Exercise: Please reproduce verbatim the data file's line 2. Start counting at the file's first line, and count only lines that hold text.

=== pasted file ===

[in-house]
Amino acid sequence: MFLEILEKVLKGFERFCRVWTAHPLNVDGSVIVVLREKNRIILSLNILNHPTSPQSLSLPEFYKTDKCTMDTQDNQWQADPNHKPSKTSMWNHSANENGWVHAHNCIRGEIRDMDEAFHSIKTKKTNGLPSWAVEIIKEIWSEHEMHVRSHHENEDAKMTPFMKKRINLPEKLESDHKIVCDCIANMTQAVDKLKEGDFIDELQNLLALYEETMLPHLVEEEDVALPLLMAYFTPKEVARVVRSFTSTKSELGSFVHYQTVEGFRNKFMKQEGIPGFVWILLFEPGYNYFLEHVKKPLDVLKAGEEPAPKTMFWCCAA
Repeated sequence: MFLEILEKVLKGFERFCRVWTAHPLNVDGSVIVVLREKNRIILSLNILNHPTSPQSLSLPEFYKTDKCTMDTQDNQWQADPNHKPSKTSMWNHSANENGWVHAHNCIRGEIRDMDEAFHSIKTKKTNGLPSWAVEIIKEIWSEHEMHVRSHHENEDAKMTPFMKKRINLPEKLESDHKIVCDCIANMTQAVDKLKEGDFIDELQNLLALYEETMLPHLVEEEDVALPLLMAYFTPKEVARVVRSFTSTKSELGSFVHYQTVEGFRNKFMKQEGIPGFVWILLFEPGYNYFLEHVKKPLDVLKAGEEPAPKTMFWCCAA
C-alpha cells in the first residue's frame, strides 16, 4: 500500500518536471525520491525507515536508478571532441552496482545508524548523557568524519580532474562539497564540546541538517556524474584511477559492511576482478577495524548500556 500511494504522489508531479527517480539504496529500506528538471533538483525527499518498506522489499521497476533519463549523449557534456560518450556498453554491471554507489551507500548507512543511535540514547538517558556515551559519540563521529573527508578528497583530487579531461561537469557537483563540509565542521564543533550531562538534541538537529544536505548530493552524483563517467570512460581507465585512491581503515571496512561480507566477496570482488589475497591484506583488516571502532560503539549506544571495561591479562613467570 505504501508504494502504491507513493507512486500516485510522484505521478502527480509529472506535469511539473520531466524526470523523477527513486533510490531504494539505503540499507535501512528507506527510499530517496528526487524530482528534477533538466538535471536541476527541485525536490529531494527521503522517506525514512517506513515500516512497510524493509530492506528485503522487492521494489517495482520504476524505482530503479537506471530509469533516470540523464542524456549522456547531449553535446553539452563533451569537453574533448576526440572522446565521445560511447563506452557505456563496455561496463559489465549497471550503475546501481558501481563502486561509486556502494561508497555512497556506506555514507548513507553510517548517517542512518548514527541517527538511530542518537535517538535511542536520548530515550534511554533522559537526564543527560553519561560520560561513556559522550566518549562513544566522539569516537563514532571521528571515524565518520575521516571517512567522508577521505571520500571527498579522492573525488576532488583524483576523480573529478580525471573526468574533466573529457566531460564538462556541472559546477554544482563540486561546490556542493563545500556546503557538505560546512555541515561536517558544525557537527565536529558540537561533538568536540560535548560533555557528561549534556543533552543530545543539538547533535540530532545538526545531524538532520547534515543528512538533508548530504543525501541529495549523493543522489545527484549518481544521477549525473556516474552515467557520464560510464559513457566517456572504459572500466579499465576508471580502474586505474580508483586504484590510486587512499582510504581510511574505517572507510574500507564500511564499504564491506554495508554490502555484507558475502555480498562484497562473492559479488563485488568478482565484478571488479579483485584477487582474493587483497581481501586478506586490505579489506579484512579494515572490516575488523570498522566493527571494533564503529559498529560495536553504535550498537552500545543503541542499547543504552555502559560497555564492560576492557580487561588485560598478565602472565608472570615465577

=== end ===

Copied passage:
Amino acid sequence: MFLEILEKVLKGFERFCRVWTAHPLNVDGSVIVVLREKNRIILSLNILNHPTSPQSLSLPEFYKTDKCTMDTQDNQWQADPNHKPSKTSMWNHSANENGWVHAHNCIRGEIRDMDEAFHSIKTKKTNGLPSWAVEIIKEIWSEHEMHVRSHHENEDAKMTPFMKKRINLPEKLESDHKIVCDCIANMTQAVDKLKEGDFIDELQNLLALYEETMLPHLVEEEDVALPLLMAYFTPKEVARVVRSFTSTKSELGSFVHYQTVEGFRNKFMKQEGIPGFVWILLFEPGYNYFLEHVKKPLDVLKAGEEPAPKTMFWCCAA